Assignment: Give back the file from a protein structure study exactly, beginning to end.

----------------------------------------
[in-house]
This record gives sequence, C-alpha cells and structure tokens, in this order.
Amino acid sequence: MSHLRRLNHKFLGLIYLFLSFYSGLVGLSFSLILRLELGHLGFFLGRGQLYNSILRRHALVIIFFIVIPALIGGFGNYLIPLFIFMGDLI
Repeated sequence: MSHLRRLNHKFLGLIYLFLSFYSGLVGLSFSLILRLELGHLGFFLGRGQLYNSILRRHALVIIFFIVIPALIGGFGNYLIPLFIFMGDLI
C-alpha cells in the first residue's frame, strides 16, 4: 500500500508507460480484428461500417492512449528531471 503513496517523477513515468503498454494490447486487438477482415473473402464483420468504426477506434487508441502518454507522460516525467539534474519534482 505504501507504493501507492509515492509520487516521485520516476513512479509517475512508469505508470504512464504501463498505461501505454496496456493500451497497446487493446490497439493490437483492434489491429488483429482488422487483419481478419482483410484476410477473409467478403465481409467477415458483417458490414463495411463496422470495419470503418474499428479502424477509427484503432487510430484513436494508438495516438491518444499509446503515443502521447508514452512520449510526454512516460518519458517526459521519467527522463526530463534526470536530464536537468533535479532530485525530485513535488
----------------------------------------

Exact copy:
[in-house]
This record gives sequence, C-alpha cells and structure tokens, in this order.
Amino acid sequence: MSHLRRLNHKFLGLIYLFLSFYSGLVGLSFSLILRLELGHLGFFLGRGQLYNSILRRHALVIIFFIVIPALIGGFGNYLIPLFIFMGDLI
Repeated sequence: MSHLRRLNHKFLGLIYLFLSFYSGLVGLSFSLILRLELGHLGFFLGRGQLYNSILRRHALVIIFFIVIPALIGGFGNYLIPLFIFMGDLI
C-alpha cells in the first residue's frame, strides 16, 4: 500500500508507460480484428461500417492512449528531471 503513496517523477513515468503498454494490447486487438477482415473473402464483420468504426477506434487508441502518454507522460516525467539534474519534482 505504501507504493501507492509515492509520487516521485520516476513512479509517475512508469505508470504512464504501463498505461501505454496496456493500451497497446487493446490497439493490437483492434489491429488483429482488422487483419481478419482483410484476410477473409467478403465481409467477415458483417458490414463495411463496422470495419470503418474499428479502424477509427484503432487510430484513436494508438495516438491518444499509446503515443502521447508514452512520449510526454512516460518519458517526459521519467527522463526530463534526470536530464536537468533535479532530485525530485513535488